March 28, 2010.
We went from The Bight on Cat Island and traveled 7 miles up to Fernandez Bay. We ended up going to a happy hour at the Fernandez Bay Village Club and made plans to have lunch there the next day before going on a bit of a dinghy exploration.
So much for plans. The next morning the weather forecast had turned to shit and we were due to have a nasty front come through in a few days. Screw lunch and the tour its time to hit the trail.
We raised anchors early and headed north for Half Moon Bay on Little San Salvador. It was a thirty mile trip and we were forced to motor for the first 20 miles in dead flat conditions. Normally we would have waited for a day with a favorable breeze but we had to get ourselves some westerly protection ASAP.
The Island of Little San Salvador is owned by one of the large cruise ship lines. They pull a cruise ship up and anchor it offshore and then ferry the thousand or more passengers ashore to frolic on the island. As we pulled into the anchorage we were just in time to see the Westerdam load the last of their passengers, pull the hook and leave. Cool.
Since we were crossing large stretches of deep, potentially rough water we had the dinks engine stowed on deck. Since we were only there for the night we decided to skip putting the engine on and going ashore. From the boat we could see the islands caretakers cleaning up and getting ready for the next boatload of tourons. We decided to be up and underway at 0700 so I set my alarm and tucked in after an evening of reading.
The next thing I knew Jay on Far Niente was on the VHF asking if everyone was up and ready. DAMN, the alarm didn’t go off. I stumbled through the dark boat and answered that “Yeah, the Verandas up” as everyone else checked in. I hate being late. I glanced at the weather station/ clock on the wall as I made my way to the head, 7:23, DAMN, how could we have overslept this late……..and why is it still so dark? I was confused but still freaked out when Christy said to me “Its only 06:15”. What? How? The clock on the wall said 7:23…..No she replied….the clock says 0615…the thermometer says that its 72.3 degrees in the cockpit. Shit, my eye was starting to twitch and I think I might have a cerebral aneurism but at least we’re not late.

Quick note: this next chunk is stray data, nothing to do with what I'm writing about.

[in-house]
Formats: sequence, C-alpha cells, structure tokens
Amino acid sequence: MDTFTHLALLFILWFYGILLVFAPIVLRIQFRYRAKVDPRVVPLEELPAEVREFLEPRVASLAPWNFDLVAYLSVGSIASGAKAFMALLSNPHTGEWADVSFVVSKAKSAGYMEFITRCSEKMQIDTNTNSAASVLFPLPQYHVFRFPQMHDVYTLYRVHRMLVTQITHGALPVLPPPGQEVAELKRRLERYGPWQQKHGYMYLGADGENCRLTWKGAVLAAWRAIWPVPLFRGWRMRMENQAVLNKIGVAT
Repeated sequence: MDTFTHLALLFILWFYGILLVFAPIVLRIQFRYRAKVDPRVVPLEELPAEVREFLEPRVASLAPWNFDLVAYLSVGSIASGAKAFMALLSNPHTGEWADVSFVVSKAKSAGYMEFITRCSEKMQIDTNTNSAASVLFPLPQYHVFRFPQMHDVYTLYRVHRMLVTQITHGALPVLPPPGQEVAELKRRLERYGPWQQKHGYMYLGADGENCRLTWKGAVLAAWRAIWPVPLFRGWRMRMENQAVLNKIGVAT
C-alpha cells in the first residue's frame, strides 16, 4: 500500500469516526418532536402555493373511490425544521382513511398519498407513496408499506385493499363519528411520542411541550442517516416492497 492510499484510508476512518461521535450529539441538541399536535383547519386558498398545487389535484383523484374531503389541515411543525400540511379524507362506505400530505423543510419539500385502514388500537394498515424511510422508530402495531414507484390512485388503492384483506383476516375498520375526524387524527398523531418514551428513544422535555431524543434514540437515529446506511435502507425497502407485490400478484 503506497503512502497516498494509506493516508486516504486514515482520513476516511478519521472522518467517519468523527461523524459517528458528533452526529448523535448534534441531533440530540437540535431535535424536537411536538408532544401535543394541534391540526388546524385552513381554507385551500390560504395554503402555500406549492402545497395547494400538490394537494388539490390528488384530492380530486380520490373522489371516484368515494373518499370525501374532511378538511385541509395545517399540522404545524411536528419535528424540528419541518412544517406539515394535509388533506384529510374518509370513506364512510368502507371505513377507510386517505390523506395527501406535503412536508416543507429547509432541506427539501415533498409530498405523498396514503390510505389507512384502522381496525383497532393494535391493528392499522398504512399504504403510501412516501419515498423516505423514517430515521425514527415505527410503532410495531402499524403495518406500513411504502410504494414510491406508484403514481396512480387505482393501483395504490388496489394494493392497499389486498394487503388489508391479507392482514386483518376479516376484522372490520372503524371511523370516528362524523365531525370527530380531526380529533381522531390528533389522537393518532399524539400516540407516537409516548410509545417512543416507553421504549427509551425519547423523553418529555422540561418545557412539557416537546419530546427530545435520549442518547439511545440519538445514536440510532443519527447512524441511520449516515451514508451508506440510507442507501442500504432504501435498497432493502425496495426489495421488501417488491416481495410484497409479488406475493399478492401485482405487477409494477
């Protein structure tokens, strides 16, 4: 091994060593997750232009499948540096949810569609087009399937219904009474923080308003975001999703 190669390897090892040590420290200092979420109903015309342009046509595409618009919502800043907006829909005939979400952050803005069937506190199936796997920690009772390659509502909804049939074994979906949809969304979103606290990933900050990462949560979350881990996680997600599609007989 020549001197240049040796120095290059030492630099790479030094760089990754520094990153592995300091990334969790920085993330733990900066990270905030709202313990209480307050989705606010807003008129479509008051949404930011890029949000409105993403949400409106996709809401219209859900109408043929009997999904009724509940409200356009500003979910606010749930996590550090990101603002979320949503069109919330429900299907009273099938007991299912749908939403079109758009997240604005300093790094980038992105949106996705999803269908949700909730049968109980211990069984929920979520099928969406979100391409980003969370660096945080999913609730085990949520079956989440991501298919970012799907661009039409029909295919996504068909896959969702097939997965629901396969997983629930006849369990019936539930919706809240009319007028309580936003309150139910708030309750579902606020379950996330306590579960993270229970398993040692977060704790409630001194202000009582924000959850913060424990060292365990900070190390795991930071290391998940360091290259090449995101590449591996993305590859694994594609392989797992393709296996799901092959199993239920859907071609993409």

Since we were up early we got underway. We had 15 to 20 knots straight over the stern for the first eleven miles. We had the full main up and secured with a pair of preventers. We were sailing along in 6 to 8 foot rolling seas when the fishing reel started to scream. I grabbed the rod and gradually was able slow the fish from taking line from the reel. I had the drag clamped all the way down and the line was still creeping off the reel every time the fish made another run. I’d reel in 2 feet and he’d take a few inches back out. We had visions of a huge Mahi Mahi dancing in our heads.
The fish was several hundred feet behind the boat and progress was agonizingly slow as I reeled him in a foot at a time. Because the dinghy was hanging in the davits I was unable to see the fish but Christy had a better vantage point. Finally the fish leapt from the water and Christy dejectedly said “I don’t think it’s a Mahi”. It was just so difficult to tell what it was as she stared straight back into the rising sun. Finally after just over 4 miles I was able to bring our catch alongside. It turned out to be a 6 foot Sailfish. They’re considered to be a game fish so we decided to release him. But there was no way in hell I was giving up my lure. While Christy held the rod I pulled in the last few yards of line until I could grab the fish by his beak. Once I was able to grab him I yanked him up until I could twist our hook out. He was still full of fight when we released him back into the sea. Hemingway would have been proud. I needed a nap.
Shortly after releasing the Sailfish we turned 30 degrees to starboard and unfurled the genoa. The next 15 miles may have been the finest sailing of my life. We had big wind as we sailed northwest in the lee of Eleuthera. We ranged from 7.4 to 9.4 knots as we blasted along chasing the other boats.
Savage Son outran us by a few hundred yards but we were both able to make up more than a mile as we caught up with the rest of the fleet before turning onto the banks at Powell Point. The last 12 miles of the day was a splashfest as we motor sailed into 30 knots of apparent breeze.
Downwind with big wind and a big fish….Great. Beam reach with flat water and big wind…….Perfect. Upwind into big wind……..Crap. But it was still a fantastic day.